Residents of Montreal’s Pointe-Saint-Charles fed up with long-delayed construction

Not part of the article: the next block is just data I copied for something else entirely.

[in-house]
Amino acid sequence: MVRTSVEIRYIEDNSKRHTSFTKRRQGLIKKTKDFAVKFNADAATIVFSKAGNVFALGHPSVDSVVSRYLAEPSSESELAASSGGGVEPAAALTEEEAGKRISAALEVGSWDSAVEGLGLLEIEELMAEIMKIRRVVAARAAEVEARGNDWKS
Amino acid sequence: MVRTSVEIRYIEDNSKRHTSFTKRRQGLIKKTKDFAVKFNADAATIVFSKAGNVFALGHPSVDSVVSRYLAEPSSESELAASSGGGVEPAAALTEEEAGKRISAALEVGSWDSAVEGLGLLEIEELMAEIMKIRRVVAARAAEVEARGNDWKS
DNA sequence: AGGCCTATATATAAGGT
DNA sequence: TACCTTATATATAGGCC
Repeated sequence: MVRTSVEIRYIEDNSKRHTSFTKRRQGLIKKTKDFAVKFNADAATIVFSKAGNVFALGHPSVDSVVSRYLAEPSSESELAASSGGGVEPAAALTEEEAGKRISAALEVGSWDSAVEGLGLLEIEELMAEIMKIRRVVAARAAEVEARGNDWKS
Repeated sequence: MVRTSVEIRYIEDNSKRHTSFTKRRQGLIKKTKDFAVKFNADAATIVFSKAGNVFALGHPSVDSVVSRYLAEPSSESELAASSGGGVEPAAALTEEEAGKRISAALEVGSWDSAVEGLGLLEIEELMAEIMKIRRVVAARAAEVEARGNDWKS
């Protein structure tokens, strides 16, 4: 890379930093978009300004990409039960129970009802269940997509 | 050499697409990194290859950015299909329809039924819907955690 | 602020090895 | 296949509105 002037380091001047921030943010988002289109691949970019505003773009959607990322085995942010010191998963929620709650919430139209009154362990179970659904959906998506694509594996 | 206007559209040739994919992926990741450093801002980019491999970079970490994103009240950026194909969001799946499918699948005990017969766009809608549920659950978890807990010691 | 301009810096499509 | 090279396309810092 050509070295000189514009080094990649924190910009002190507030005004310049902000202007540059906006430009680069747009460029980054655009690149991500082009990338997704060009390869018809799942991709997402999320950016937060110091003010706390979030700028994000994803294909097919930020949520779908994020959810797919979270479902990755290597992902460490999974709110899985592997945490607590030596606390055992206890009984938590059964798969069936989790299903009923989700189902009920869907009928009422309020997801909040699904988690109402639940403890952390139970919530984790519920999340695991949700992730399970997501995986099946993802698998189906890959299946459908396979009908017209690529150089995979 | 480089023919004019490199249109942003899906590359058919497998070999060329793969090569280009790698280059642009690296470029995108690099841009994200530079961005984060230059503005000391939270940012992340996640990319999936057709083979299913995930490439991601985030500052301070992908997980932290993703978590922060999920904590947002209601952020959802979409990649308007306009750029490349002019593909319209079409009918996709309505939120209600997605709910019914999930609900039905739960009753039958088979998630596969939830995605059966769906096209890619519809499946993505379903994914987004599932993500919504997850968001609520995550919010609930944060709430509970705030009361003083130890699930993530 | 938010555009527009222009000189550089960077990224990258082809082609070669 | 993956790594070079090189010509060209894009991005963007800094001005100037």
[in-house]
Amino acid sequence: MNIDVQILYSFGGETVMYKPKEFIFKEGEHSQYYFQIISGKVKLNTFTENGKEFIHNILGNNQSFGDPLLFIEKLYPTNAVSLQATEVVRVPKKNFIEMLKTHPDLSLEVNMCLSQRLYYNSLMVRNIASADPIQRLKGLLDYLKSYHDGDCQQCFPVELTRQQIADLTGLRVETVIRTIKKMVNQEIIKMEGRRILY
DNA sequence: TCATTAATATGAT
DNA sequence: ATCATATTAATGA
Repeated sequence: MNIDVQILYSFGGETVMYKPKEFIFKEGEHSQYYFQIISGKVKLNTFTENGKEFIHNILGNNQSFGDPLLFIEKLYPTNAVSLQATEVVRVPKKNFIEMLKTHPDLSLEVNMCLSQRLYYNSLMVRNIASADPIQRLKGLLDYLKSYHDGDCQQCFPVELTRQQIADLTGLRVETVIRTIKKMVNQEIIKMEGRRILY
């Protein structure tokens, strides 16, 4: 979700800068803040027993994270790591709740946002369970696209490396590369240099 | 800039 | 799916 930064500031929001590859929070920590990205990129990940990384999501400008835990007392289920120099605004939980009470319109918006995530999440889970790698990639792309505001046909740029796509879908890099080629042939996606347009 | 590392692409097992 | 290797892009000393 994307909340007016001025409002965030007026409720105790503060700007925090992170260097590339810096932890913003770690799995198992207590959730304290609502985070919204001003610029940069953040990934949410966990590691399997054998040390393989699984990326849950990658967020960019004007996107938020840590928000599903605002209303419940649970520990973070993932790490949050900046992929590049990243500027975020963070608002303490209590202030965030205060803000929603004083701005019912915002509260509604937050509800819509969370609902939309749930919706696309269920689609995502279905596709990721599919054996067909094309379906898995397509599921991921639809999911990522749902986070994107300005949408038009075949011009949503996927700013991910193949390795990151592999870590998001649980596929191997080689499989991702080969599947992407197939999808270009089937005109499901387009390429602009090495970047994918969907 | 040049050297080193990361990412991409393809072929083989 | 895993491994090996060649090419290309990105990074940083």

What started as a two-year waterline replacement project along Montreal’s Grand Trunk Street in the Sud-Ouest borough has dragged on for twice that — and people in the area are fed up.”We have no explanation,” said resident Stephanie Labelle. “We don’t know where this is going, what’s happening and it just keeps on going. You call the city and they say, ‘Oh, this is going to be finished in a month’ and it ends up taking three months.”People are frustrated by that poor communication despite the borough’s promise to improve outreach last year, said Simon Paquette, with Action-Gardien, a Corporation de développement communautaire that brings together community groups in the neighbourhood of Pointe-Sainte-Charles.On the city’s website there’s a page outlining the construction project that was last updated in December 2022. The aim is to repave the street this spring, the page states.Stephanie Labelle says her two young children, aged one and three, have known nothing but construction their whole lives. (CBC)Located on Grand Trunk Street is Saint Columba House, which offers a wide range of services to the community, including an after-school program, a preschool, youth groups, a day camp and classes. There is also programming for adults and seniors, including those with physical or mental challenges.Volunteer Stephen Wells said the construction has made it difficult for adapted transport to get close to the building to drop people off who have mobility challenges.He said Saint Columba House is very busy with comings and goings and it’s “hard when you have all this construction and the kids have to be careful coming up because it’s dangerous.”Labelle said she wants city officials to understand what residents are going through.Renovations to Grand Trunk Street’s underground infrastructure were supposed to be a two-year project. Now the city says it will finish at the end of June, after four years of work. (CBC)She keeps calling the city, asking for information and isn’t able to get a clear answer, she said. Her young children, aged one and three, have only known life in front of a construction site, with heavy machinery operating throughout the day.Maja Vodanovic, executive committee member in charge of waterworks, said construction most recently stopped in February because the contractor had failed to complete the work as required. She said the contractor’s non-compliance is what led to two years of delays.”When that happens, they have to stop and redo what they did,” she said. “We don’t always know how long that’s going to take.”When it comes to keeping the citizens informed, she said there may have been a breakdown in communication between city inspectors and the borough.Maja Vodanovic, executive committee member in charge of waterworks, said when a contractor’s work is found to be non-compliant, it has to be redone. (CBC)Duroking Construction is the contractor in charge of the job and, Vodanovic said, “we hope they have everything now to finish it. So, by the end of June, it will be done.”Duroking did not respond to a request for comment Tuesday.Alan DeSousa, Opposition city councillor and mayor of the Saint-Laurent borough, said the city should be considering some form of compensation for residents who have endured four years of construction because the contractor was unable to do the work properly.He said it’s unacceptable that citizens were unable to get clear answers about delays from the borough or city.”Where were the elected officials?” he said. “It’s too easy to sweep it under the rug and say, ‘Well, I’m sorry.’ In this case, it’s more than sorry. The city has to make up for it.”

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